It’s hard, if not outright impossible, to make a definitive and comprehensive record of something that hasn’t reached a stopping point. Even if you cover as much historical background as possible, you will never reach a true ending because… well, there will be more to tell. Sure, you can focus on a certain timeframe or aspect of what you’re covering, but truly “covering everything” is really “covering everything up to this point.” That’s why making a definitive chronicle of Batman’s history across multiple mediums can’t and won’t touch upon every single thing having to do with the Dark Knight’s 80 year history.
But Insight Editions are game to try, and with Batman: The Definitive History of the Dark Knight, they have knocked it out of the park.
Right from the moment this book was announced earlier this year, it shot to the top of my list of most anticipated anything this year. Comics, movies, does, games, this book topped them all.
And friends, it has exceeded my expectations in every way imaginable.
Written by Andrew Farago and Gina McIntire, Batman: The Definitive History of the Dark Knight in Comics, Film, and Beyond details just that: the entire history of Batman, from his introduction in 1939 up to the present day. Touching on some of his most popular stories and some relatively obscure material alike, there’s so much Batman content here that even the most die hard of fans is likely to find something they’d never seen before. The only notable omission is the lack of focus on toys and other merchandise, though that’s understandable; this book is more about portrayals and stories, and besides, you could write a whole other book entirely that’s solely about Batman toys.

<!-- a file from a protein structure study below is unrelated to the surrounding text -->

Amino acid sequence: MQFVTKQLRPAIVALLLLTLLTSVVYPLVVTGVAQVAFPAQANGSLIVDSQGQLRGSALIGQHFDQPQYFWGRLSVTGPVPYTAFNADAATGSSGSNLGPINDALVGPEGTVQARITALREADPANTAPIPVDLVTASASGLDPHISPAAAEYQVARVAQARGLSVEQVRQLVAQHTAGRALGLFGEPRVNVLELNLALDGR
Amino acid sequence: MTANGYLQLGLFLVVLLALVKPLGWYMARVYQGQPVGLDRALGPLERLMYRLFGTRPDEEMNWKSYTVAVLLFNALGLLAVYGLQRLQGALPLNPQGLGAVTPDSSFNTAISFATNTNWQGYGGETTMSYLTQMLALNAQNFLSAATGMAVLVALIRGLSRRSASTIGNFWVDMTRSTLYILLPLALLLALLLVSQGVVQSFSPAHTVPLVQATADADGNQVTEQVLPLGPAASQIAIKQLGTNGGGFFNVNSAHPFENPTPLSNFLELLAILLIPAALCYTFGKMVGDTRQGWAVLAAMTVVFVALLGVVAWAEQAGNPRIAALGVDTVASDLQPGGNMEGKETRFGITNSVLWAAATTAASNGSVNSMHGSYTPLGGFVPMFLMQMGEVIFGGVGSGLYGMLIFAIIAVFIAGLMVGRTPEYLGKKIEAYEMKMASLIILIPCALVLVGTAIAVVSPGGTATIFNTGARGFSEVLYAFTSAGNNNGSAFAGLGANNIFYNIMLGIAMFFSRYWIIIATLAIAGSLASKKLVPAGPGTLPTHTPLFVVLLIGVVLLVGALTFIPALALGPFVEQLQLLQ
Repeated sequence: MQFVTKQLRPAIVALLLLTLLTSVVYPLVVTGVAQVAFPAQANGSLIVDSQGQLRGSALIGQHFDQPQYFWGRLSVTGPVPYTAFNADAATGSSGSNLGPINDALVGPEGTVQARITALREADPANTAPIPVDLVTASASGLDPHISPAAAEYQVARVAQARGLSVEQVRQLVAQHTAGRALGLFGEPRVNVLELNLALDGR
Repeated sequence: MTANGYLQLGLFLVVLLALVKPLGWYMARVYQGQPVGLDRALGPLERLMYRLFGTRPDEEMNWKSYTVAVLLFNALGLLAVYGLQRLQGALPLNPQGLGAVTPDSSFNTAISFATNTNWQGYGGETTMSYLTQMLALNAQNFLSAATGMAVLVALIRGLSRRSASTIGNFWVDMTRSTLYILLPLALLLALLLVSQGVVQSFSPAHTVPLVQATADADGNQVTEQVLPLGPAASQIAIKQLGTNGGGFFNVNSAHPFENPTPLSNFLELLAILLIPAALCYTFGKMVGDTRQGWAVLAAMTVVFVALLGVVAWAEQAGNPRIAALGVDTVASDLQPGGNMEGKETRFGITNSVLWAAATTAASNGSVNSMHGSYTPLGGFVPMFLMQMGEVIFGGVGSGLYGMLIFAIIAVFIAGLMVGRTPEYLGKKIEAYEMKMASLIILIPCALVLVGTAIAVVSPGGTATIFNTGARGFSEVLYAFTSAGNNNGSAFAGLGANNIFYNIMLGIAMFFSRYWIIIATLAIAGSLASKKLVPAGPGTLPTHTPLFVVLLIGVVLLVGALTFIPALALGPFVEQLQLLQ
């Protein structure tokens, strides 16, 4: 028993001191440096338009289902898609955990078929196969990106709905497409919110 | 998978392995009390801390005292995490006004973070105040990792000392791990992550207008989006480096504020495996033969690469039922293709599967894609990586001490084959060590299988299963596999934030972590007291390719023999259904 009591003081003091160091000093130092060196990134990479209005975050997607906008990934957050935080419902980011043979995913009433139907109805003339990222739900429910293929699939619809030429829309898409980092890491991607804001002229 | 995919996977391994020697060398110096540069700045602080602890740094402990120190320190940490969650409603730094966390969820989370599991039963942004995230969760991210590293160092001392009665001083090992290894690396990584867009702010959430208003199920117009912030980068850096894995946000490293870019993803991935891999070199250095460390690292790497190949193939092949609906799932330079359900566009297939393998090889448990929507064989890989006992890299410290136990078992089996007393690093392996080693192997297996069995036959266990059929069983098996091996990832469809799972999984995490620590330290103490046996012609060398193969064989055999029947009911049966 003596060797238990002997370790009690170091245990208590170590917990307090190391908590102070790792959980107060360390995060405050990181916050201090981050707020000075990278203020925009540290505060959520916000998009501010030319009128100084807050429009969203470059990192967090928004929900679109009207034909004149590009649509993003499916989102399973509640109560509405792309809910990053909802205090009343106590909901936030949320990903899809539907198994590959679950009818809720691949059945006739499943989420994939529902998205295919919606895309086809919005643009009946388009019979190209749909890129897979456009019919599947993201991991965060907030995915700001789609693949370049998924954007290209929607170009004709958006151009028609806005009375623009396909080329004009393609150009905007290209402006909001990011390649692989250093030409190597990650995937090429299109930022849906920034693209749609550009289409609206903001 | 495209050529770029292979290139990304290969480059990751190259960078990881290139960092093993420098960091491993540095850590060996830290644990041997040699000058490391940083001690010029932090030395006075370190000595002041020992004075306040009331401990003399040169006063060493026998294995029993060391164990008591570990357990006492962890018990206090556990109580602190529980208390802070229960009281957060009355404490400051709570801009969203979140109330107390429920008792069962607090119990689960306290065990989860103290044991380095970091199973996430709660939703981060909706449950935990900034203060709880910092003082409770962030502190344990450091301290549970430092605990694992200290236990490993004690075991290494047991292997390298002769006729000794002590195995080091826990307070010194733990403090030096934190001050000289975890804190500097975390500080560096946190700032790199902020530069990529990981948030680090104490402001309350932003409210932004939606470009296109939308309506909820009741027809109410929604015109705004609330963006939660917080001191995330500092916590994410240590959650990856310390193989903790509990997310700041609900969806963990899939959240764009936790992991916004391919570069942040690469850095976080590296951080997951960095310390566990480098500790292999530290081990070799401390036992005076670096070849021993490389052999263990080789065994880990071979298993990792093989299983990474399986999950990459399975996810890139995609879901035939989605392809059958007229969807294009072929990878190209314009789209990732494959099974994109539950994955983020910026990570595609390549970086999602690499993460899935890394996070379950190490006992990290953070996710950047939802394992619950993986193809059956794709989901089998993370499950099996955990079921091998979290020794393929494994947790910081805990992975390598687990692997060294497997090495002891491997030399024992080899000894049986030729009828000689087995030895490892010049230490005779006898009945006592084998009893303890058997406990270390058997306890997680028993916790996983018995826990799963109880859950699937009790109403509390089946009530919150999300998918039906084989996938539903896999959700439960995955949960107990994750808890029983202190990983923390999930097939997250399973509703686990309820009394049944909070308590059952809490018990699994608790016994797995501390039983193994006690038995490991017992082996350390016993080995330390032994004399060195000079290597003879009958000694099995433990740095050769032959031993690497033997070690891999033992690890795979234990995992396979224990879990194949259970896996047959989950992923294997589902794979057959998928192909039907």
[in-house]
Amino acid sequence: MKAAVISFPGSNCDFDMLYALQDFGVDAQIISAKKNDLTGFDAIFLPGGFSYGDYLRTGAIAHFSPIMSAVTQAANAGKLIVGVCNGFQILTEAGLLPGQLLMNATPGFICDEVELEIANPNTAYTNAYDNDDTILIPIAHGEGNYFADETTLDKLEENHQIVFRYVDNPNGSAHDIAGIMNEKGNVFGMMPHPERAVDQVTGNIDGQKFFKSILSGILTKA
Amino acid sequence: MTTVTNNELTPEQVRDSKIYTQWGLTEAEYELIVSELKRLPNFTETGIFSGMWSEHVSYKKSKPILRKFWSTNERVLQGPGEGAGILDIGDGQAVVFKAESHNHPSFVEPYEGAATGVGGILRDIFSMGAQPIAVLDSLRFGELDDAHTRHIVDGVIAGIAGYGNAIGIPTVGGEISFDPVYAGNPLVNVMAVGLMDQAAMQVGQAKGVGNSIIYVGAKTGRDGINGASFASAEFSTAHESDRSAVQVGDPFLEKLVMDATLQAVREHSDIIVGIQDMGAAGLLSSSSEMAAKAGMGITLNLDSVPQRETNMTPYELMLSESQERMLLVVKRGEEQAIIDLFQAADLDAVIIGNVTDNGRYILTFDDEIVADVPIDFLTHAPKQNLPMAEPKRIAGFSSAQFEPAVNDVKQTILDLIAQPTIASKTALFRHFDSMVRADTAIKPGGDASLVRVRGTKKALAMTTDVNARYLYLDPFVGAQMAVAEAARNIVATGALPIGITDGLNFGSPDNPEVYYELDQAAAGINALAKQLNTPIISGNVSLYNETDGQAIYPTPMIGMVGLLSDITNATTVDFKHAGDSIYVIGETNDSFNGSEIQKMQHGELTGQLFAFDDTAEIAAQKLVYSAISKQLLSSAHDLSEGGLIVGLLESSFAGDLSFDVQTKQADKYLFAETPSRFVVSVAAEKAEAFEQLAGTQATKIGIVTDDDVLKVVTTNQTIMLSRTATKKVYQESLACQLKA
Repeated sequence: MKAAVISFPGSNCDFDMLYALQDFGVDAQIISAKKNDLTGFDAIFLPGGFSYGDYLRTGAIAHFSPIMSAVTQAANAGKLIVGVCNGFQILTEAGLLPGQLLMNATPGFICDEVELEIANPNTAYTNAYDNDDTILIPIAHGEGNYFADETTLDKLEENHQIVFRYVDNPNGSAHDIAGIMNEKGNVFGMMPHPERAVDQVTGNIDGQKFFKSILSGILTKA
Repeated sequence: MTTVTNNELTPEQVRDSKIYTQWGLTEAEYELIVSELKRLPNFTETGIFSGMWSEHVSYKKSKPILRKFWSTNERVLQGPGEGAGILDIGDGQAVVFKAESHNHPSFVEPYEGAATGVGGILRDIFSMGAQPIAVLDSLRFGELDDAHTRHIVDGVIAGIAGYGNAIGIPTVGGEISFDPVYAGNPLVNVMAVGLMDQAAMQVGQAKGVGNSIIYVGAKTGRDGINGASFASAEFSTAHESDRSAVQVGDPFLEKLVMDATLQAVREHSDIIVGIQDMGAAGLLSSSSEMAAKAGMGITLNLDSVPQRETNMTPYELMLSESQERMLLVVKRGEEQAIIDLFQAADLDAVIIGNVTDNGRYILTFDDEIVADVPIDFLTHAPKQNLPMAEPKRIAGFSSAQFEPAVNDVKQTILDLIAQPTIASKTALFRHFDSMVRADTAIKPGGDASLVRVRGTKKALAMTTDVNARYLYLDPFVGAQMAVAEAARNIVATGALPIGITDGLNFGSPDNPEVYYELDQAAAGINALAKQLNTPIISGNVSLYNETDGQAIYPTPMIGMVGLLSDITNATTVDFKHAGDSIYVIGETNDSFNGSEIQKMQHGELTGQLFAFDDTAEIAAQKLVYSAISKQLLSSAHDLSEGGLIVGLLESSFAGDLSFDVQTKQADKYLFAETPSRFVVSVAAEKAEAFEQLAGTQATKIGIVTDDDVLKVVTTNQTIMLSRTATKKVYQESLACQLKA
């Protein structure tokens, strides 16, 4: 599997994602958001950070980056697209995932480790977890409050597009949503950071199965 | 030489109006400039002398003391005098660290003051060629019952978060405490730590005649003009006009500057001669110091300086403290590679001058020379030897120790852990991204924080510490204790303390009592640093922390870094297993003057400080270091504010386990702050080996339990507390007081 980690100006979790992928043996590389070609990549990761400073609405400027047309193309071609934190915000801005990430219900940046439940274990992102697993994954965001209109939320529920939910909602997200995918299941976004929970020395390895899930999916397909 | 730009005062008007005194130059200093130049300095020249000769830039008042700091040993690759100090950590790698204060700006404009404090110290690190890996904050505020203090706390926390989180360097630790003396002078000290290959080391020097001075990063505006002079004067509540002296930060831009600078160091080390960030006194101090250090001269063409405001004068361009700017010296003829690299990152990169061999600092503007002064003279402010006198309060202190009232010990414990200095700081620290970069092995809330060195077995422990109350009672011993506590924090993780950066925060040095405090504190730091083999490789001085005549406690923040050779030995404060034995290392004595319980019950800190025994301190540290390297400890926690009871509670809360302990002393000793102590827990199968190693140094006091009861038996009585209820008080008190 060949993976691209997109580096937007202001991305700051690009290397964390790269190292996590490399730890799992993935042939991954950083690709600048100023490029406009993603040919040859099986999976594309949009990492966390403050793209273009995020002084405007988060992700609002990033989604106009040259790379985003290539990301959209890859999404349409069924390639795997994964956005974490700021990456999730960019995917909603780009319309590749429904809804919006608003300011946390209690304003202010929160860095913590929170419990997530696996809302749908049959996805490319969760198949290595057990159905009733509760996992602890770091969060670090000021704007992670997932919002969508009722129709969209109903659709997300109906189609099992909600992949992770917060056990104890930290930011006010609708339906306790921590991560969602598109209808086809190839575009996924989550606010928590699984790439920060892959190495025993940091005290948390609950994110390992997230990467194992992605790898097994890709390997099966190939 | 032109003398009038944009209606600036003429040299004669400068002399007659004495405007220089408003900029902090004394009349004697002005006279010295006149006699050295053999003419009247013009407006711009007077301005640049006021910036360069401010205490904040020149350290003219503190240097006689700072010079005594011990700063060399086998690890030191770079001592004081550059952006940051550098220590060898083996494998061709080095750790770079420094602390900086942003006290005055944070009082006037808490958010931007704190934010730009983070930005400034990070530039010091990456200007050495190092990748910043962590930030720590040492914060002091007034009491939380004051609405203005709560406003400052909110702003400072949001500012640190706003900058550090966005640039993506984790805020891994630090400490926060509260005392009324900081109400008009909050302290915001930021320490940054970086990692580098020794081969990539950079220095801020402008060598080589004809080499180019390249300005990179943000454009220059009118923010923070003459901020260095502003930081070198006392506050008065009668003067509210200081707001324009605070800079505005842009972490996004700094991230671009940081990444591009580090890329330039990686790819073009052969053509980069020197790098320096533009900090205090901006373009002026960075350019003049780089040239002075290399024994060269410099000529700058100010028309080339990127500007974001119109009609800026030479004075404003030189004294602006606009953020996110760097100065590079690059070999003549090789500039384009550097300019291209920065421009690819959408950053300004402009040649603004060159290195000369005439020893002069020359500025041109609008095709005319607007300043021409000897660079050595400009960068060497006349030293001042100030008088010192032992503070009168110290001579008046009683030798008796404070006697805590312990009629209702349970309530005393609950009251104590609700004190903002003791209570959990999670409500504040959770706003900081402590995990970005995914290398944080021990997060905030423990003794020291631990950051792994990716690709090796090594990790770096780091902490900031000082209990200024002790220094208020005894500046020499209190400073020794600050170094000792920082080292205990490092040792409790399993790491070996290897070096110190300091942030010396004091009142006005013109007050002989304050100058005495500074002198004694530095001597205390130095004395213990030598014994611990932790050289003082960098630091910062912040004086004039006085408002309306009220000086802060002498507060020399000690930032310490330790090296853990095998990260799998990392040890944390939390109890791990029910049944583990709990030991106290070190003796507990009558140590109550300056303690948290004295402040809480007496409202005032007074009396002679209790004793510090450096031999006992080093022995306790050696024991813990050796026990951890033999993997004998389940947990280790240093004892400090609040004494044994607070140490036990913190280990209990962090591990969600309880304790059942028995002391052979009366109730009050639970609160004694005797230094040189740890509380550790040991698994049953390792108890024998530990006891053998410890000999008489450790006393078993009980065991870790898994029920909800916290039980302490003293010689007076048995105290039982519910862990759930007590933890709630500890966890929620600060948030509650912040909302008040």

Which… someone should. Please.
Besides the amazingly detailed and designed cover, the first thing you’re bound to notice is how huge this book is. With dimensions measuring 9.2 x 1.8 x 12.8 inches and weighing over 7 pounds, it is a true beast of a book. The pages lay flat and it’s easy to read, but the sheer size of it means you’ll likely have to read it on a coffee table or some other large surface. The lack of portability is about my only complaint, and even then it’s hardly valid because, hey, this is meant to be a hefty tome.